Mangold, Carl (Ludwig Amand)
Mangold, Carl (Ludwig Amand)
Mangold, Carl (Ludwig Amand), German conductor and composer, brother of (Johann) Wilhelm Mangold; b. Darmstadt, Oct. 8, 1813; d. Oberstdorf im Allgau, Aug. 5,1889. He studied at the Paris Cons, with Berton and Bordogni. Returning to Darmstadt, he became a violinist in the Court Orch. and, from 1848 to 1869, was court music director and also conducted various choral societies there. He wrote an opera, Tannhäuser, which was produced in Darmstadt on May 17, 1846, only a few months after the premiere of Wagner’s great work. In order to escape disastrous comparisons, the title was changed to Der getreue Eckart, the libretto revised, and the new version was produced posthumously in Darmstadt on Jan. 17, 1892. Mangold also wrote 4 more operas, Das Köhlermädchen, oder Das Tournier zu Linz (1843), Die Fischerin (1845), Dornröschen (1848), and Gudrun (1851). Other works include 8 syms., concertos, several oratorios, masses, cantatas, various choral works, many of which were popular in his day, particularly the “concert drama” Die Hermannsschlacht (Mainz, 1845), chamber music, some 375 songs, and piano pieces.
—Nicolas Slonimsky/Laura Kuhn/Dennis McIntire
"Mangold, Carl (Ludwig Amand)." Baker’s Biographical Dictionary of Musicians. . Encyclopedia.com. (November 16, 2018). https://www.encyclopedia.com/arts/dictionaries-thesauruses-pictures-and-press-releases/mangold-carl-ludwig-amand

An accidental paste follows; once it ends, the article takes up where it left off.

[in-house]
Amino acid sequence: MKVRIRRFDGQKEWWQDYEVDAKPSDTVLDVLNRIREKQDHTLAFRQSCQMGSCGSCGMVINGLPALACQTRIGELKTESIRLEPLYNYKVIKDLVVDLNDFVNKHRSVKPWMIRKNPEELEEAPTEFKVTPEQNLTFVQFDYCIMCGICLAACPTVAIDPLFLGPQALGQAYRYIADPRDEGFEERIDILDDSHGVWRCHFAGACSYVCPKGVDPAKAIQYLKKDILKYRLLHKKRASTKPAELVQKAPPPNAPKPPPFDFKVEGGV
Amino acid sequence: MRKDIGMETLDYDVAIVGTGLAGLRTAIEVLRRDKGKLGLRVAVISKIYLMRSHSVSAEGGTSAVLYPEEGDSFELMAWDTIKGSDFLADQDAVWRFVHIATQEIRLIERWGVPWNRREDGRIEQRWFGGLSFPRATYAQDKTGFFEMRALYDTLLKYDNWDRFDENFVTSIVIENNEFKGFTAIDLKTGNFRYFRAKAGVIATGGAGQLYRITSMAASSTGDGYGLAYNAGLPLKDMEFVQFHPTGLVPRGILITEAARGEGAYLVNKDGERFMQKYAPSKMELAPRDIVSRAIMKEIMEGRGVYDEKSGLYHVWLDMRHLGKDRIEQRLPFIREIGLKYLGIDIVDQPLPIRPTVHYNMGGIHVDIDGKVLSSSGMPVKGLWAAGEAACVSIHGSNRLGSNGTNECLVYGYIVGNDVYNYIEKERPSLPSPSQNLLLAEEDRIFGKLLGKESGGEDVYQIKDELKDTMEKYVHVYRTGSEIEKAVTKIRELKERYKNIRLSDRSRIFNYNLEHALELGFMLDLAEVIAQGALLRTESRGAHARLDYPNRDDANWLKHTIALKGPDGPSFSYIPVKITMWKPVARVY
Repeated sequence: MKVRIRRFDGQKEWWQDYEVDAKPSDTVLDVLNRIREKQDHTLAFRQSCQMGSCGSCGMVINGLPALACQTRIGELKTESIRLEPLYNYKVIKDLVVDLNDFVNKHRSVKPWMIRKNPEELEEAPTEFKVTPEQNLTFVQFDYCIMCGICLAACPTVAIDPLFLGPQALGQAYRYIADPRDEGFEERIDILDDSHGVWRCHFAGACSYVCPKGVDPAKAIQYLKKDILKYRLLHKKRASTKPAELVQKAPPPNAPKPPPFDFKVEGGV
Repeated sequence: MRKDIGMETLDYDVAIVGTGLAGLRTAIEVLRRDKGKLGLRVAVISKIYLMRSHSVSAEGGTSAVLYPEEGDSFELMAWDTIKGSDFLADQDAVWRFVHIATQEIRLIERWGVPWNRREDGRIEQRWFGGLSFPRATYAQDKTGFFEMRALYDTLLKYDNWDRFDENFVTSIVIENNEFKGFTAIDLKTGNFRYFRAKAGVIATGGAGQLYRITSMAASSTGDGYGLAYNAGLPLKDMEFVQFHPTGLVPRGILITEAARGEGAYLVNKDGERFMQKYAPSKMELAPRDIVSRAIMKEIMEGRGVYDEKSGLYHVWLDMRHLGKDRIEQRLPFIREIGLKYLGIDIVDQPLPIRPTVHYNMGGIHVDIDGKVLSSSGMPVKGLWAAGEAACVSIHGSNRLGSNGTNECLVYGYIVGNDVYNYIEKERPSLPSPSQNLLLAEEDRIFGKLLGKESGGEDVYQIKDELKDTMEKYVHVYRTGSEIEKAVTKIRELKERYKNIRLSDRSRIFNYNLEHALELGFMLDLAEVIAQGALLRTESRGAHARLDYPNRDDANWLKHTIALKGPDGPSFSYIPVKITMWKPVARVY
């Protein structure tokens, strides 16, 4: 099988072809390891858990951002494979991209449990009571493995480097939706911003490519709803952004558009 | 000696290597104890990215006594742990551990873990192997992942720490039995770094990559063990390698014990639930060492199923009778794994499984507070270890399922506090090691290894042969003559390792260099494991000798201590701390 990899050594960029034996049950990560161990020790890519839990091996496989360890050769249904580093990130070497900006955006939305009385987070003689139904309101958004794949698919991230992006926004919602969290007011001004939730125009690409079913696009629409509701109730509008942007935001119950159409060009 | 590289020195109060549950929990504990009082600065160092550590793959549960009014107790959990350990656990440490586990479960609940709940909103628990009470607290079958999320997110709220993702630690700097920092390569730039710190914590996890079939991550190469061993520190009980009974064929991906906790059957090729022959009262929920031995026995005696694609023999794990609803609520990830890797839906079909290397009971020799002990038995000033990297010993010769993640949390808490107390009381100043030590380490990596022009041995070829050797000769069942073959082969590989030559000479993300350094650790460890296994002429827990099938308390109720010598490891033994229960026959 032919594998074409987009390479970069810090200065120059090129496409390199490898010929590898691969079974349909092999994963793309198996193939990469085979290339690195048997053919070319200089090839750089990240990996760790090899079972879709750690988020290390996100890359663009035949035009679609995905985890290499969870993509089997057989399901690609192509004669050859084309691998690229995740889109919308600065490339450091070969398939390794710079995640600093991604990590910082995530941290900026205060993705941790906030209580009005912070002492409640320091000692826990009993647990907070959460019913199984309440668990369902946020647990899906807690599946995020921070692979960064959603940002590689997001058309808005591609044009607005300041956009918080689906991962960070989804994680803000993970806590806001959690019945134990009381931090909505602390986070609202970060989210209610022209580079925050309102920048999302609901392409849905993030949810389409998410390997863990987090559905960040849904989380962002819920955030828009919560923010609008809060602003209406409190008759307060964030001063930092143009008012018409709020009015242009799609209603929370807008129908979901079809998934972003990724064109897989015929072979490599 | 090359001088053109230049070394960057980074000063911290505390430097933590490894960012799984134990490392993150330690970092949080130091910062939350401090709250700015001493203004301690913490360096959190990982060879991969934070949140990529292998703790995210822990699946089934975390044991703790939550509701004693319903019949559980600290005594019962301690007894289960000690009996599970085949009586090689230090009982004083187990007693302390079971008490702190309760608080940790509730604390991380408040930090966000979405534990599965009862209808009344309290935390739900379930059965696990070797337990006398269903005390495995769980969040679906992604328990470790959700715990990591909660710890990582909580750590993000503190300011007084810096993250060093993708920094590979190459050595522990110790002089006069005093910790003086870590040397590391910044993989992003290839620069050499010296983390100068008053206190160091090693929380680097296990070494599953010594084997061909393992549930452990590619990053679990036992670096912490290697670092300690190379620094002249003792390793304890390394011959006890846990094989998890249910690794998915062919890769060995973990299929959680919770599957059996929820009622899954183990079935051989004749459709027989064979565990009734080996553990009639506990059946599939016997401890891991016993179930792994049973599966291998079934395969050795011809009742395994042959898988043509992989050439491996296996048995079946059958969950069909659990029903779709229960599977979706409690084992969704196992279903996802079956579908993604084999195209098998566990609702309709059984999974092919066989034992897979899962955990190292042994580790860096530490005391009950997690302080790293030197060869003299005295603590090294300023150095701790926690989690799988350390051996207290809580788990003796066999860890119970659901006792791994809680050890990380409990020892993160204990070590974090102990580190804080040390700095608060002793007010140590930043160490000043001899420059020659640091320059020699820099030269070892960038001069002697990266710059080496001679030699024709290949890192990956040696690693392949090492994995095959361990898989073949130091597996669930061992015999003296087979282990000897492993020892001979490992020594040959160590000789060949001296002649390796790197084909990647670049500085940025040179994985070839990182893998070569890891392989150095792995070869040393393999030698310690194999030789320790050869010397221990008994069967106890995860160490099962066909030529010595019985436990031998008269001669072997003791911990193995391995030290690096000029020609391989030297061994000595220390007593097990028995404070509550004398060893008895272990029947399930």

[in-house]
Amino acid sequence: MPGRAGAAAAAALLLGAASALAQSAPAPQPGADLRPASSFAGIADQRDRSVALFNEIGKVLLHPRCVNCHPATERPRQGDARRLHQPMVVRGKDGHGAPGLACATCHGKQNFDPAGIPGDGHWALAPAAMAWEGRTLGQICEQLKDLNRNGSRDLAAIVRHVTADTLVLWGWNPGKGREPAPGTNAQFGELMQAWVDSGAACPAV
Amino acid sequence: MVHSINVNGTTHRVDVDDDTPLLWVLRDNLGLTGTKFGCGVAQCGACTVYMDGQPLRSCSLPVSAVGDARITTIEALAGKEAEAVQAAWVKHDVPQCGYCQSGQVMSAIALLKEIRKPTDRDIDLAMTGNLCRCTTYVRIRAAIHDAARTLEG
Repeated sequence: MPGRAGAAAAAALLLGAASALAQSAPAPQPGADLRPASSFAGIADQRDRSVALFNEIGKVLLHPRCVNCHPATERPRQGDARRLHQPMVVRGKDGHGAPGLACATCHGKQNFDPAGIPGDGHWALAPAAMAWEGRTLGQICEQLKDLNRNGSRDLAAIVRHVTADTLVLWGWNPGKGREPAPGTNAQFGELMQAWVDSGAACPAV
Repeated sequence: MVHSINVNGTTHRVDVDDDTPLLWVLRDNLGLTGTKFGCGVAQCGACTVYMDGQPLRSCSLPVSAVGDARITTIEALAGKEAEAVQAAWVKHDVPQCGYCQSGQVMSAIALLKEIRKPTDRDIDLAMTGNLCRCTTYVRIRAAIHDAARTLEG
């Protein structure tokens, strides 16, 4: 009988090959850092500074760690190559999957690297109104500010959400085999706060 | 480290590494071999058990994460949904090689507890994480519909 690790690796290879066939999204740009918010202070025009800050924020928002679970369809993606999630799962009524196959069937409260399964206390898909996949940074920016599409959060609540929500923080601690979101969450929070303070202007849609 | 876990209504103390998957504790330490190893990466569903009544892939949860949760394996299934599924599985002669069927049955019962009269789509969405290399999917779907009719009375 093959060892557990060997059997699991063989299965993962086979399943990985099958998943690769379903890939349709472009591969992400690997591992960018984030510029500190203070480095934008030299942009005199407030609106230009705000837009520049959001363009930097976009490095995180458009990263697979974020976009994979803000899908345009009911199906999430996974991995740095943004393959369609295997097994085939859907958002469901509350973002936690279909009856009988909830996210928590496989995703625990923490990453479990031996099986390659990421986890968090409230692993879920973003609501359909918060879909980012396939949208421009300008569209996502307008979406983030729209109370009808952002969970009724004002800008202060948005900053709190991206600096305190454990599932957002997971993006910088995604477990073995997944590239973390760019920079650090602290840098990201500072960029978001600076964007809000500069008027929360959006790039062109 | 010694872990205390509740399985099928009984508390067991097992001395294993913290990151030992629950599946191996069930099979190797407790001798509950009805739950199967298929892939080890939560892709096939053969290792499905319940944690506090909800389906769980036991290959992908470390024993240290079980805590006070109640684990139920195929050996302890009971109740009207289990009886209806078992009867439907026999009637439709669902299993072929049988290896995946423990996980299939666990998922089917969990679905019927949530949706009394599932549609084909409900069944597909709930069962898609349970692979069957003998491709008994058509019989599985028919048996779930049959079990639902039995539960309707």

"Mangold, Carl (Ludwig Amand)." Baker’s Biographical Dictionary of Musicians. . Retrieved November 16, 2018 from Encyclopedia.com: https://www.encyclopedia.com/arts/dictionaries-thesauruses-pictures-and-press-releases/mangold-carl-ludwig-amand
Encyclopedia.com gives you the ability to cite reference entries and articles according to common styles from the Modern Language Association (MLA), The Chicago Manual of Style, and the American Psychological Association (APA).
Within the “Cite this article” tool, pick a style to see how all available information looks when formatted according to that style. Then, copy and paste the text into your bibliography or works cited list.
Because each style has its own formatting nuances that evolve over time and not all information is available for every reference entry or article, Encyclopedia.com cannot guarantee each citation it generates. Therefore, it’s best to use Encyclopedia.com citations as a starting point before checking the style against your school or publication’s requirements and the most-recent information available at these sites:
Modern Language Association
The Chicago Manual of Style
American Psychological Association
- Most online reference entries and articles do not have page numbers. Therefore, that information is unavailable for most Encyclopedia.com content. However, the date of retrieval is often important. Refer to each style’s convention regarding the best way to format page numbers and retrieval dates.
- In addition to the MLA, Chicago, and APA styles, your school, university, publication, or institution may have its own requirements for citations. Therefore, be sure to refer to those guidelines when editing your bibliography or works cited list.